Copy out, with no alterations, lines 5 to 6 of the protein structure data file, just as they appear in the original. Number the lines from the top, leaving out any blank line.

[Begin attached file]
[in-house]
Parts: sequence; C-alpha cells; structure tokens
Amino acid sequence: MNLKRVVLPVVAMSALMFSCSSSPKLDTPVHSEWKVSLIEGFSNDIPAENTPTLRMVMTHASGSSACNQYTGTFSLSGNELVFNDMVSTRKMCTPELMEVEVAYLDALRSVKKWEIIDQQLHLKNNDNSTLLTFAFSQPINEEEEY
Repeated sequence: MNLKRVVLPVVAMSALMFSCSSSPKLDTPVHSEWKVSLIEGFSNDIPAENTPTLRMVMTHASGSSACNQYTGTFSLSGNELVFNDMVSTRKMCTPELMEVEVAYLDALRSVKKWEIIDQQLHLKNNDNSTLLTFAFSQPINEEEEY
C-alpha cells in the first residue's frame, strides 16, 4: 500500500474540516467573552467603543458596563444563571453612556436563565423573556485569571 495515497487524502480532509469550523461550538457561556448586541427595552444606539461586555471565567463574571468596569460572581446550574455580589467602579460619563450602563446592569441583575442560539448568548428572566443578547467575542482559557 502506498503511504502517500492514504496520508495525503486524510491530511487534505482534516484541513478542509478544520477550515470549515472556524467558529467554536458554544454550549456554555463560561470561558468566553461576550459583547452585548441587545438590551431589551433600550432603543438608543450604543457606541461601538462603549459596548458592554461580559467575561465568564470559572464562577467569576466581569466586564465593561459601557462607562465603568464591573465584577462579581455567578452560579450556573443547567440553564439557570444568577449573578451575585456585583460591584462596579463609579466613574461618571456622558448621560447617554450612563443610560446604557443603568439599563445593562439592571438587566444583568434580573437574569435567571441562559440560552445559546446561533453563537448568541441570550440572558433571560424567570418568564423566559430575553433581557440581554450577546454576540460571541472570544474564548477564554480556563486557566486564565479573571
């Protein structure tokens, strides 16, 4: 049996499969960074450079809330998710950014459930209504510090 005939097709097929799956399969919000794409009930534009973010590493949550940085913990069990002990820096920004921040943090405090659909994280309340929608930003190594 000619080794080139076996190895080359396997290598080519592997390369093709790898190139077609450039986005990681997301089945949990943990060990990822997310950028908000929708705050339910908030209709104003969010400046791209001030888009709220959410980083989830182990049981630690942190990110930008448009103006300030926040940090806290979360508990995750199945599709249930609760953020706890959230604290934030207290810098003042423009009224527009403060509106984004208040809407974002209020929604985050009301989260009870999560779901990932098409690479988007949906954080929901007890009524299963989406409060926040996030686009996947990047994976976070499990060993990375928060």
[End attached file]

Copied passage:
C-alpha cells in the first residue's frame, strides 16, 4: 500500500474540516467573552467603543458596563444563571453612556436563565423573556485569571 495515497487524502480532509469550523461550538457561556448586541427595552444606539461586555471565567463574571468596569460572581446550574455580589467602579460619563450602563446592569441583575442560539448568548428572566443578547467575542482559557 502506498503511504502517500492514504496520508495525503486524510491530511487534505482534516484541513478542509478544520477550515470549515472556524467558529467554536458554544454550549456554555463560561470561558468566553461576550459583547452585548441587545438590551431589551433600550432603543438608543450604543457606541461601538462603549459596548458592554461580559467575561465568564470559572464562577467569576466581569466586564465593561459601557462607562465603568464591573465584577462579581455567578452560579450556573443547567440553564439557570444568577449573578451575585456585583460591584462596579463609579466613574461618571456622558448621560447617554450612563443610560446604557443603568439599563445593562439592571438587566444583568434580573437574569435567571441562559440560552445559546446561533453563537448568541441570550440572558433571560424567570418568564423566559430575553433581557440581554450577546454576540460571541472570544474564548477564554480556563486557566486564565479573571
């Protein structure tokens, strides 16, 4: 049996499969960074450079809330998710950014459930209504510090 005939097709097929799956399969919000794409009930534009973010590493949550940085913990069990002990820096920004921040943090405090659909994280309340929608930003190594 000619080794080139076996190895080359396997290598080519592997390369093709790898190139077609450039986005990681997301089945949990943990060990990822997310950028908000929708705050339910908030209709104003969010400046791209001030888009709220959410980083989830182990049981630690942190990110930008448009103006300030926040940090806290979360508990995750199945599709249930609760953020706890959230604290934030207290810098003042423009009224527009403060509106984004208040809407974002209020929604985050009301989260009870999560779901990932098409690479988007949906954080929901007890009524299963989406409060926040996030686009996947990047994976976070499990060993990375928060």